“Fashion,” of course: stylist Michaela Dosamantes, fresh from winning Best Fashion Award at La Jolla Fashion Film Festival for La Main Dans Le Sac, mixes the season’s classic looks to capture the heroine’s transformation from “bluesy” in Vuitton to “red-hot” in Valentino.
And “epic” ? What else do you call a fashion film 10 months in the making, taking place not only in Paris but in numerous locations in Nicosia, in the salt lake facing the Hala Sultan Tekke mosque in Larnaca, in the Almyra and Anassa deluxe hotels, in small taverns by the side of the road, or in the majestic monument carved directed in the stone, the tomb of the Kings in Paphos ?
“HIS VOICE IS A SONG”
So, now the tough questions.
Is Cyprus really like this ? A little bit. Not at all. It depends how you look at it.
It is an island of freedom in the east mediterranean, where couples from Israel and Lebanon come to escape religion. It is the birthplace of Aphrodite. You go, you decide.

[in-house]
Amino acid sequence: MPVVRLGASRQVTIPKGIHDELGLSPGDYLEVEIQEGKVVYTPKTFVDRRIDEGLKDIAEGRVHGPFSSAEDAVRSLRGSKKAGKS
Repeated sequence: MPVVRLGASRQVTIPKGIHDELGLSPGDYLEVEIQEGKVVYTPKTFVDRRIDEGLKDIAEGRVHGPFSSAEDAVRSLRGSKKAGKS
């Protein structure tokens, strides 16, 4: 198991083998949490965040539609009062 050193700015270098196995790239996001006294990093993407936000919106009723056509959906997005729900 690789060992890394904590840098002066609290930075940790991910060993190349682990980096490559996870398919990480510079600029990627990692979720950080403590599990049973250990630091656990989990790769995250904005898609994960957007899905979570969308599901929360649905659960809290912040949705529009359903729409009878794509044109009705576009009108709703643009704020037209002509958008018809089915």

So how can I meet this Mister Cyprus ? We hear that one a lot. From women (and men) of all ages. Maybe he’s real, maybe he’s a figment of our collective imagination, our repressed desires. One thing’s for sure — we can’t give you his number.
“ATTEMPTING TO CHARM HIM IS USELESS. HE IS THE ONE WHO WILL FIND.”
Powerdreamcouple part 2. Director Elisha Smith-Leverock has been going back and forth between fashion and music.
Her fashion films collaborations with designer Fred Butler, scored by Benjamin Esser, have been both acclaimed and rewarded.
She made the first music video for Esser before directing for Cocknbullkid, Pixie Lott, Sunday Girl and now… Esser.
Interview by Filep Motwary & Antoine Asseraf.
Your new video for Esser is very strong, and seems to show more confidence, perhaps because of the success of “I Want Muscle” ? I would like to hear your thoughts on “I Want Muscle”, how the story was perceived and how difficult or easy it was working for the film.